Wednesday, May 14, 2014

"The Monkey's Paw" by W.W. Jacobs

I remember, when I read "The Monkey's Paw," as a young student, coming away with a deep sense of discontent, dissatisfaction.

Upon rereading it as an adult, I wonder if it is the sparing form of the story that left me unfulfilled. Or if I was too young, not yet worldly enough for my imagination to complement Jacobs' sparse language, his minimal scenes.

And speaking of language, I just now had to look up the word antimacassar, so surely I didn't know it then. I wonder what other words my young reading mind leaped to finish the story and if this didn't contribute to my unsettled feelings about the piece, my certainty that I wasn't quite getting it.

Or maybe, at that youthfully optimistic age, I just wasn't ready to hear that wishes fulfilled aren't wonderful things; or that those who wish for more than their lot are worthy of chastising (by the author) or horrid punishment (by fate.) I think, maybe this was a part of it. I remember feeling guilty; I've always been a wisher.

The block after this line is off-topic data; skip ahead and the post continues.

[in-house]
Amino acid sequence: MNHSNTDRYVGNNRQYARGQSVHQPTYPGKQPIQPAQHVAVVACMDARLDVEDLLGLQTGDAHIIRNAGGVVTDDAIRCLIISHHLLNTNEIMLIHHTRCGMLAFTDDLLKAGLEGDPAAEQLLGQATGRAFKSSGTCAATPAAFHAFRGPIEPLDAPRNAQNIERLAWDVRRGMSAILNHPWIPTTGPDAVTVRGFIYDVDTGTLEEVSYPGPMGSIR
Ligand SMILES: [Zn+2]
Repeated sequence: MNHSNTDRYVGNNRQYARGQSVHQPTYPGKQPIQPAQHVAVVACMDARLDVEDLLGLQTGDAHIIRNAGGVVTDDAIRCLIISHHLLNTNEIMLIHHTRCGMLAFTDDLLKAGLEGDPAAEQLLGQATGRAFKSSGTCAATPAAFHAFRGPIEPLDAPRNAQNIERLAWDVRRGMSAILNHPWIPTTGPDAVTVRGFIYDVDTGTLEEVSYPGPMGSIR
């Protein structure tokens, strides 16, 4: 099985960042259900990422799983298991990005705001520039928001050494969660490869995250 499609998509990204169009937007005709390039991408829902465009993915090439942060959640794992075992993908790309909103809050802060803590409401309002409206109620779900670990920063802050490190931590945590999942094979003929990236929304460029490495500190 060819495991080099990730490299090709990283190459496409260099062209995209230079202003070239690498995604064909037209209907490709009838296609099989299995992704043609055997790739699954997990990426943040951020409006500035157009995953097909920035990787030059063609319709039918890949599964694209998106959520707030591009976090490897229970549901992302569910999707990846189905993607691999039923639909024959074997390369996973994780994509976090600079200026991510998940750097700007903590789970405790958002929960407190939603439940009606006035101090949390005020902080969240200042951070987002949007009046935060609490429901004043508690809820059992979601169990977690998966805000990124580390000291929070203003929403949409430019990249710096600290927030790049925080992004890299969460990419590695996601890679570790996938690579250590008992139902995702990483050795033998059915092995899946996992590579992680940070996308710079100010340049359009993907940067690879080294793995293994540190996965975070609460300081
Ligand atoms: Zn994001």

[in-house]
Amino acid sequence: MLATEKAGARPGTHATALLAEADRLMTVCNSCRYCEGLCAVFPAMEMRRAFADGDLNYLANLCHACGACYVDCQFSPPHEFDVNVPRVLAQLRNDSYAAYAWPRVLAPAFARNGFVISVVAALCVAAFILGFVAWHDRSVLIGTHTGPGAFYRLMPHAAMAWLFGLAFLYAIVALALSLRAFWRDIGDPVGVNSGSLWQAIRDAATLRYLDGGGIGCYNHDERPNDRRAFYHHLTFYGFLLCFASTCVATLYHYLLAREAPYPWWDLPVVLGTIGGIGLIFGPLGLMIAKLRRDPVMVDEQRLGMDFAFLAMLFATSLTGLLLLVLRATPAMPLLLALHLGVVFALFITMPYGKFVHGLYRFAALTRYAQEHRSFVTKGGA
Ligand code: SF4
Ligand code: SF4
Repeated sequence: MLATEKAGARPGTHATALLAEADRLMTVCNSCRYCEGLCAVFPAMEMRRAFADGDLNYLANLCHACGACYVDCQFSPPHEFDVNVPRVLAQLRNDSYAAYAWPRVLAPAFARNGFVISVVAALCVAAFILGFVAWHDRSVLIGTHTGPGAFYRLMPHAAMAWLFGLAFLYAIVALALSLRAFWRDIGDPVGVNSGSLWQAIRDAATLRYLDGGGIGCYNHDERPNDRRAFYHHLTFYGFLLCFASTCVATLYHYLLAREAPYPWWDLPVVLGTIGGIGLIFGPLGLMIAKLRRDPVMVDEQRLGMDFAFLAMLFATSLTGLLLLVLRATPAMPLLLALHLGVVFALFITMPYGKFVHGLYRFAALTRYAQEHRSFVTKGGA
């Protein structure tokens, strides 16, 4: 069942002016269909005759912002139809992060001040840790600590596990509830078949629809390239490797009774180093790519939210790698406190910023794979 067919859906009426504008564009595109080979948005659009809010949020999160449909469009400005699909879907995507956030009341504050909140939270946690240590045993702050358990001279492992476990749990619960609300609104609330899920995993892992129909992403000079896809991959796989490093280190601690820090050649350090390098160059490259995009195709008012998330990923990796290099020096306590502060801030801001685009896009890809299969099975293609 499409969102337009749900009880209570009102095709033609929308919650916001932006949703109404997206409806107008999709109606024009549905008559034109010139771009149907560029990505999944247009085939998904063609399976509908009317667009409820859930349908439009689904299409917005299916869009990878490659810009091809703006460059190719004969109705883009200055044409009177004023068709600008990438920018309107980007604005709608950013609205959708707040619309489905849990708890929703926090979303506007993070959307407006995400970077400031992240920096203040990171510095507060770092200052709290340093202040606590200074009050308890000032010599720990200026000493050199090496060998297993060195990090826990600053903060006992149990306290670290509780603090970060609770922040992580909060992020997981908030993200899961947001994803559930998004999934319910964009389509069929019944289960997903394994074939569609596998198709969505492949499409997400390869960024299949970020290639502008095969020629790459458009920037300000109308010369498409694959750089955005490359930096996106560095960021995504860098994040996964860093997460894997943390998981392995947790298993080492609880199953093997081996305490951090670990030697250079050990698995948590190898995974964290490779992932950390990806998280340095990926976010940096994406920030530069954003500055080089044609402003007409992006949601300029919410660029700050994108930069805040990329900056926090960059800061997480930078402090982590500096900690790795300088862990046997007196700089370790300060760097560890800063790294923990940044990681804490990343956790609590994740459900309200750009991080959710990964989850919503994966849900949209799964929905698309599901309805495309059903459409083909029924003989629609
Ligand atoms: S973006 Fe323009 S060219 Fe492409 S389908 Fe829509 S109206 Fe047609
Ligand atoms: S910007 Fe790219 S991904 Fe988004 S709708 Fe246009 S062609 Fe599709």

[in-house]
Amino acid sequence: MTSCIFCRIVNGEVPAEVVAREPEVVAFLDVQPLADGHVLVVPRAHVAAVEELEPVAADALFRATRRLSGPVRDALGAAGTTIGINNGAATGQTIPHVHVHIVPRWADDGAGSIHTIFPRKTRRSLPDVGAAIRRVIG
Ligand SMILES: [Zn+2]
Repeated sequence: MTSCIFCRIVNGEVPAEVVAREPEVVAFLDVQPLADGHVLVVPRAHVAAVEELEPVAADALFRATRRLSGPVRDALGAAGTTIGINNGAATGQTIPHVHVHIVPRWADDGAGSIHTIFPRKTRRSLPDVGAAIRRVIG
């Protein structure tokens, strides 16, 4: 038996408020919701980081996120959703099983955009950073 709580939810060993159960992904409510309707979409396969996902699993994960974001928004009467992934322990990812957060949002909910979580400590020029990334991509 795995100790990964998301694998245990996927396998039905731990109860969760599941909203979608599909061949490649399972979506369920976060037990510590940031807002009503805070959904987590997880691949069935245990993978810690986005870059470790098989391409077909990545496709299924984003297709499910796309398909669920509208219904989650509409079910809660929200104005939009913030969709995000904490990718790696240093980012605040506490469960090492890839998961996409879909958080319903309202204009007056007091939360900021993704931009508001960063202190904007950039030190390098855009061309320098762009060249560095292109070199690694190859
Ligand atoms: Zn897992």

But, also, I remember feeling like I was missing something, and only now have I got my finger on it, the piece that is open to interpretation; the same piece my English teacher didn't interpret for me; the bit about coincidence. And superstition.

"'Morris said the things happened so naturally,' said his father, 'that you might if you wished attribute it to coincidence.'"

The White's never opened their door opened to reveal their mangled and rotting son on the front stoop, leaving the story itself rather wide-open.

So, maybe wishes aren't such horrible things after all, I'm thinking--and suddenly I love this story. And I'm a bit miffed with my old English teacher for omitting to delve into this imperative aspect of the story;, the best part in my opinion; that which makes "The Monkey's Paw" a classic.   .

"The Monkey's Paw" by W. W. Jacobs

A bit of trivia: It's said that Stephen King modeled Pet Semetary after this horror classic.

W. W. Jacobs

No comments:

Post a Comment